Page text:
“As clinicians, our primary responsibility is to care for the patients we see. As experts in eye care, it is imperative that we provide our patients with honest, open and transparent advice.” This is the message from opinion leaders in ophthalmology, brought together by Optical Express, and led by its chief executive and chairman, David Moulsdale.
In an open letter to the profession published in October 2019, the authors call for the profession to take stock. “For those who require vision correction to improve their vision, there are a number of different options. As we continue through this modern era of technological advances, the excellent surgical vision correction options that exist today will become even better and appeal to an even greater number of patients. It’s our responsibility to educate patients to make informed choices.”
In the open letter, the authors reiterate the importance of sustainability within the sector, taking the example of the impact of contact lens wear on the environment, and offering a new initiative.
The authors explain: “Evidence shows that almost 800 million plastic contact lenses are used by more than four million people in the UK each year.1 In a recent survey of over 3000 UK contact lens users, we found that 97% are throwing them down the drain or in the bin, with only 3% of people recycling their lenses. More than one in four people admitted to disposing of their lenses via the sink or toilet.2 As the UK’s only complete eye care provider, Optical Express has decided to take action itself. With every pack of contact lenses Optical Express sells, it will now give patients information on their environmental impact, and advice on how to properly dispose of used contact lenses and their packaging. Optical Express is today calling upon other eye care practices to do the same,” the authors add.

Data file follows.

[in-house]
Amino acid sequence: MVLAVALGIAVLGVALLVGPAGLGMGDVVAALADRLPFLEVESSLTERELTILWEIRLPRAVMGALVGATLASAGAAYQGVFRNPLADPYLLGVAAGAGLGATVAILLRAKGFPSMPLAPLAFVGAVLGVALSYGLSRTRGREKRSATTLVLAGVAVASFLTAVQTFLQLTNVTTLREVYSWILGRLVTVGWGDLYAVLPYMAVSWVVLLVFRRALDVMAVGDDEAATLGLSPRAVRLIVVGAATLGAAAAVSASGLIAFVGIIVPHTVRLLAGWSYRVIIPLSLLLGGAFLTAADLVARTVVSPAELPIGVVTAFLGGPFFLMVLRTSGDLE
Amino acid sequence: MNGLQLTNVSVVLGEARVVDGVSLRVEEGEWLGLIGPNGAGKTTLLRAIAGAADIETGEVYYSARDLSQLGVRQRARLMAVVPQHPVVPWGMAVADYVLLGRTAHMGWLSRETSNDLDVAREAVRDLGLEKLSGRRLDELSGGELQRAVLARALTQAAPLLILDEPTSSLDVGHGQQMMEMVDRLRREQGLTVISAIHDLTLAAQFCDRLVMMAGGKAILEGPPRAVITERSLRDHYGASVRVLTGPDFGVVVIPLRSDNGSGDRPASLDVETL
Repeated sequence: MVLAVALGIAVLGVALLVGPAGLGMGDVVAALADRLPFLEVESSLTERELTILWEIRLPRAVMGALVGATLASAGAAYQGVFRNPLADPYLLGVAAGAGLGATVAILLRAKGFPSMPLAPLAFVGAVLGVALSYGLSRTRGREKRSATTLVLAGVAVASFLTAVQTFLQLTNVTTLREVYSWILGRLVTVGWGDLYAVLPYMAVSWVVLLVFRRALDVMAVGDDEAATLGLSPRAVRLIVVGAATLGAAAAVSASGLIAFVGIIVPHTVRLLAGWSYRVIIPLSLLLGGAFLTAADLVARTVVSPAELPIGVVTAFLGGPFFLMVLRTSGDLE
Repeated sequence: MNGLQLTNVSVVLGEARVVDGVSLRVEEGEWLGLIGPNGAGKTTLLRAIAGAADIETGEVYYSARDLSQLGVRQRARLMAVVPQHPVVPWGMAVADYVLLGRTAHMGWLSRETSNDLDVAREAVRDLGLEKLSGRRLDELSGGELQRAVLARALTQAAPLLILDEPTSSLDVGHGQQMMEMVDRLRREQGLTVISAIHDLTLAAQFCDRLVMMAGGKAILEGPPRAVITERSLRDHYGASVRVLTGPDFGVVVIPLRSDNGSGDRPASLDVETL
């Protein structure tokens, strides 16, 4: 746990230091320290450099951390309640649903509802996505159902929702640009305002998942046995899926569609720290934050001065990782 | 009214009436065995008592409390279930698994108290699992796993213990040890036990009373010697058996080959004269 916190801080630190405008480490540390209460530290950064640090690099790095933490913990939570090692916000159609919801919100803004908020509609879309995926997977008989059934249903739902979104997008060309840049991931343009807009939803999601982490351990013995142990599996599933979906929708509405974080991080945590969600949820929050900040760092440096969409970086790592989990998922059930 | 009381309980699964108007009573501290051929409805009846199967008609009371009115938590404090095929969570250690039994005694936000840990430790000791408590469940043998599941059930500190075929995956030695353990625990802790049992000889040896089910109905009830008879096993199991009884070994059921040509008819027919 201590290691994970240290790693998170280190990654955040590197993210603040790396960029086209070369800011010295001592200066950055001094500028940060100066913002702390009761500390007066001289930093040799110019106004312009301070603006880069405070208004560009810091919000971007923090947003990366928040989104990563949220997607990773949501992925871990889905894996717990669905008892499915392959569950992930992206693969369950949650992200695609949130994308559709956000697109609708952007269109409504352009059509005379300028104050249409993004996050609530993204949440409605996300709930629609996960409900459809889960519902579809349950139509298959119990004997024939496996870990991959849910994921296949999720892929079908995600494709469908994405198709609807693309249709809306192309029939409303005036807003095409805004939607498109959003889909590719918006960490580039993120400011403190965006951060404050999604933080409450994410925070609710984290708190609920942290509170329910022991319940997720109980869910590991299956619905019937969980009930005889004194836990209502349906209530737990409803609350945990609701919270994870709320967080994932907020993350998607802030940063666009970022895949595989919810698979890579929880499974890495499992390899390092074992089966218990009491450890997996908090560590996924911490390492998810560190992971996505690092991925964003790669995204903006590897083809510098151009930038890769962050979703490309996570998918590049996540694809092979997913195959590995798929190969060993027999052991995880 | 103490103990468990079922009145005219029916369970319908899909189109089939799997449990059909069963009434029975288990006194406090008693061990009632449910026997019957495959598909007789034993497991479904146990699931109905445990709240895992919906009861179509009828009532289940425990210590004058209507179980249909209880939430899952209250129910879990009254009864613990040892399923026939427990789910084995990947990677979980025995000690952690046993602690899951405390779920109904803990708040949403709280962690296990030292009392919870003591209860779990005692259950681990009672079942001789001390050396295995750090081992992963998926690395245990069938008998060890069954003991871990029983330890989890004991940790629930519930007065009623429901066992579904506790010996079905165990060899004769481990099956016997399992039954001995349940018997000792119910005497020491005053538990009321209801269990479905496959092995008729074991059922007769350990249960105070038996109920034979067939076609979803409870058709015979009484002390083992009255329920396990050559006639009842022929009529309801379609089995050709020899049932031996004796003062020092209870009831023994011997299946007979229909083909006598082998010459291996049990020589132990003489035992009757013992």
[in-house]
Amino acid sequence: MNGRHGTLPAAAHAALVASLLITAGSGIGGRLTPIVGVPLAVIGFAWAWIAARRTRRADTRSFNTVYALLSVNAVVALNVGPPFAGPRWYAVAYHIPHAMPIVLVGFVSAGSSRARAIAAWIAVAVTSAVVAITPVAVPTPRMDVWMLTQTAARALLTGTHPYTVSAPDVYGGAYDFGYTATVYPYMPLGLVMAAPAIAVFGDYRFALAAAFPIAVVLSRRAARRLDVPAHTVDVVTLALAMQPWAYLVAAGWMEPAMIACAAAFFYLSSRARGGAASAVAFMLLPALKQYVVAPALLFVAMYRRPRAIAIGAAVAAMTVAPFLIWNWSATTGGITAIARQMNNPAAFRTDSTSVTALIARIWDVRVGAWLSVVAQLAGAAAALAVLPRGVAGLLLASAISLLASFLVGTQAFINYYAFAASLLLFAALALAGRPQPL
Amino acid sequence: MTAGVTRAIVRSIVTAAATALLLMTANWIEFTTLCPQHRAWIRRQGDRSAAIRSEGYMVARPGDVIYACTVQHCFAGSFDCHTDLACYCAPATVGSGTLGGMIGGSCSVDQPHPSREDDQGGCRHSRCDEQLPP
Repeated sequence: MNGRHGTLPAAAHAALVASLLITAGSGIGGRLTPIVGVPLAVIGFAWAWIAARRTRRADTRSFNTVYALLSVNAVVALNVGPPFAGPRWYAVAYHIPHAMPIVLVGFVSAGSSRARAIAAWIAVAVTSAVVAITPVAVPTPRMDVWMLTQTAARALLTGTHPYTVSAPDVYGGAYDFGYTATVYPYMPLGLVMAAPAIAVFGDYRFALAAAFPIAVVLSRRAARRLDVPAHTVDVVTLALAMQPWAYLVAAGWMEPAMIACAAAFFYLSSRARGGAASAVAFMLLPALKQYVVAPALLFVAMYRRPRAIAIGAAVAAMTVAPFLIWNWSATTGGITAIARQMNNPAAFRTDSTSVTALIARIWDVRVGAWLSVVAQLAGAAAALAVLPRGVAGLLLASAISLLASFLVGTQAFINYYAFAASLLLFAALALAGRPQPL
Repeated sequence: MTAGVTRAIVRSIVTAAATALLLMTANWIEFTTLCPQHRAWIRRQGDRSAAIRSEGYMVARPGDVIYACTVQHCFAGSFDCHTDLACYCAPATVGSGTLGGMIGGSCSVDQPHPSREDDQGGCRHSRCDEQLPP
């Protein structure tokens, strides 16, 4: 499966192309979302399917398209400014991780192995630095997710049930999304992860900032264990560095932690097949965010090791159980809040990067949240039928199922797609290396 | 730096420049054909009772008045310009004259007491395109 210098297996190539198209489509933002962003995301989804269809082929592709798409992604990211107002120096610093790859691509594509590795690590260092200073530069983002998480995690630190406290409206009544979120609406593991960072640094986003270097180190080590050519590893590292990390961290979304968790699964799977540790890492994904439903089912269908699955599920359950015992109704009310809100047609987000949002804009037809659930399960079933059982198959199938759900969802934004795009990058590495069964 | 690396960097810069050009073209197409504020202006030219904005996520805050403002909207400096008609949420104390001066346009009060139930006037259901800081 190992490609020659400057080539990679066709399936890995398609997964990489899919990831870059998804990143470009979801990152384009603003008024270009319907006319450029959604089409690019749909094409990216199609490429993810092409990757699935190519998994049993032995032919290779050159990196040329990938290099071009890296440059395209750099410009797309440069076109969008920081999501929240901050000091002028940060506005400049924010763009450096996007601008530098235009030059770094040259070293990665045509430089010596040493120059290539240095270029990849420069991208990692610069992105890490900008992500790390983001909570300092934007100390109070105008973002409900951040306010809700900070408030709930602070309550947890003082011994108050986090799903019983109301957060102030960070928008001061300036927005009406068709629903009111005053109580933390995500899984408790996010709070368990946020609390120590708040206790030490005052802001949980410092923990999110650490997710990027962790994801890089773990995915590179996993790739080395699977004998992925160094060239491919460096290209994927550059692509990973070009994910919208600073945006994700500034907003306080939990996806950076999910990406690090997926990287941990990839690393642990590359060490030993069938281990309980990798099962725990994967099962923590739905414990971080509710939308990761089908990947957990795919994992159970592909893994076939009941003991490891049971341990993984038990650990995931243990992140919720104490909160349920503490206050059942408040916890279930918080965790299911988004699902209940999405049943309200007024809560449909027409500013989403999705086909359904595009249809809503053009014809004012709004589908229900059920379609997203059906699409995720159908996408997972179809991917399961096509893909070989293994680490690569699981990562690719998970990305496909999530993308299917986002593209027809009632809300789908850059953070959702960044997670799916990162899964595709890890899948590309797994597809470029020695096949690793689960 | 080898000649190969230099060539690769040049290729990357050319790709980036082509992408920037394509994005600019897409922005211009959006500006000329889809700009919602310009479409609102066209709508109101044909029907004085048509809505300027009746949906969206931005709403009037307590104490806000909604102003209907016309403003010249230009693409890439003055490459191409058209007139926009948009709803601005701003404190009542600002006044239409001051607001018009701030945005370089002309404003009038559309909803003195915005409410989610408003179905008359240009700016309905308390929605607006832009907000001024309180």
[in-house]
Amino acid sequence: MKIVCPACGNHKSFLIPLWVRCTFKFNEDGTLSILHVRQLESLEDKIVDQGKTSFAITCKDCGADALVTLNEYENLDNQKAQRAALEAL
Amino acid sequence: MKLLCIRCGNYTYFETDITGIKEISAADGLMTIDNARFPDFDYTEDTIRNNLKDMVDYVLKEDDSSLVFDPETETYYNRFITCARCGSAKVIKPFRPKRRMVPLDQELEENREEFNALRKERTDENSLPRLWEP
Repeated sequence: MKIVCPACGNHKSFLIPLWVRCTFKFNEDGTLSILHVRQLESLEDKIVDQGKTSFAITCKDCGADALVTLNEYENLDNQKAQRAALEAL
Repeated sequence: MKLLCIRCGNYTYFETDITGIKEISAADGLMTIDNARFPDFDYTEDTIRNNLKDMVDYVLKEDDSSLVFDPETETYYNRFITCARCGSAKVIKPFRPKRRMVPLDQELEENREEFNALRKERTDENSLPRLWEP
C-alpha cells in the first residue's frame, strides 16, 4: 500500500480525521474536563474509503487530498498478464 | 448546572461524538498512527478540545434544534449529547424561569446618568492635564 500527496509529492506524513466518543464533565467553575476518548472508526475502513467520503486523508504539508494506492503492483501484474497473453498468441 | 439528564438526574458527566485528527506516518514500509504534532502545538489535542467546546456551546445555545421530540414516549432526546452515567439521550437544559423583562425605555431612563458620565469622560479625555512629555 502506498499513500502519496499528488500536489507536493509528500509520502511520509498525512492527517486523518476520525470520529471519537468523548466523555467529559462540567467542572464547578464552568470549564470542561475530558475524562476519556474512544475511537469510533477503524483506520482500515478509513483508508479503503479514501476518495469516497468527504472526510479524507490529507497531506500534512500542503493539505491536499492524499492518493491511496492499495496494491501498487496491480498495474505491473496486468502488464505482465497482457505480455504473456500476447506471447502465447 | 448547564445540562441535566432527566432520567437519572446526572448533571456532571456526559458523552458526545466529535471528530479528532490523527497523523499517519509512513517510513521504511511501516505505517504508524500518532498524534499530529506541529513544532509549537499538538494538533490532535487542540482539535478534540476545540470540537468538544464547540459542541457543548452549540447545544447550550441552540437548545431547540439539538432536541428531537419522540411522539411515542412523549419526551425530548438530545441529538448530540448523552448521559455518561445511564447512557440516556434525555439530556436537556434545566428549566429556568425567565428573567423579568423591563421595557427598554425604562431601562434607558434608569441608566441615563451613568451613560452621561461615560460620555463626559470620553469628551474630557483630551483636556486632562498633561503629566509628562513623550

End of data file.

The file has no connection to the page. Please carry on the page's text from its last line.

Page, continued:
Giving patients the choice
In the open letter, the authors assert their belief that it is imperative that all optometrists and eye care providers educate patients on the full range of vision correction choices that are available. The authors explain: “Patients must understand what their surgical and non-surgical options are. Patients must be informed of the potential risks and range of outcomes of each vision correction solution in addition to the benefits. It’s well-evidenced in peer review publications that surgical vision correction options perform well in comparison to contact lenses.”3-5
The open letter also calls for a debate on the responsibility of optometrists, asking: “Can it be said that the principles of informed consent – that are well-established with the surgical vision correction solutions – are matched closely to those associated with non-surgical vision correction solutions, such as contact lenses?”
As the UK’s only complete eye care provider, Optical Express has decided to take action itself
The authors end the open letter by posing another question to the sector. “In the years ahead will it be socially unacceptable to wear contact lenses due to the threat they pose to the environment? All businesses have a responsibility to educate their patients and customers with information on the environmental impact of products. We contend that surgical vision correction solutions are safe, cost effective in the long term and environmentally friendly, and should be discussed with each and every patient who is a candidate, regardless of whether the examination setting provides or does not provide these solutions.”
Optical Express would like to hear from OT readers who have a view on the issues and questions raised in the advertorial. To get in touch, email Optical Express. To read Optical Express’ open letter in full, go to its website.
- Association of Contact Lens Manufacturers 2016
- Based on a survey of over 3000 Optical Express contact lens users across the UK between May and September 2019
- Three-Year Longitudinal Survey Comparing Visual Satisfaction with LASIK and Contact Lenses 2016, M. Price, D. Price, F. Bucci, D. Durrie, W. Bond, F. Price
- Infectious keratitis after laser vision correction: Incidence and risk factors 2017, J. Schallhorn, S. Schallhorn, K. Hettinger, S. Hannan
- Contact lens-related microbial keratitis: how have epidemiology and genetics helped us with pathogenesis and prophylaxis 2016 F. Stapleton, N. Carnt.